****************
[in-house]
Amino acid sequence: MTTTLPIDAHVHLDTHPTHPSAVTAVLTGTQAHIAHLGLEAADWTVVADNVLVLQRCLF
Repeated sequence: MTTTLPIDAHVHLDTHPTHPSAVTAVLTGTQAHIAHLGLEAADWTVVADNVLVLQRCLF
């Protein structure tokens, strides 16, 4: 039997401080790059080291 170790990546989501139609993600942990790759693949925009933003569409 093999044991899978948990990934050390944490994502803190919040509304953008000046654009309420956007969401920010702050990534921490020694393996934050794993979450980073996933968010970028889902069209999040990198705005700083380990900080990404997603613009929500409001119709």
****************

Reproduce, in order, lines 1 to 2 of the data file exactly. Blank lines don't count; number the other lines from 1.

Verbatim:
[in-house]
Amino acid sequence: MTTTLPIDAHVHLDTHPTHPSAVTAVLTGTQAHIAHLGLEAADWTVVADNVLVLQRCLF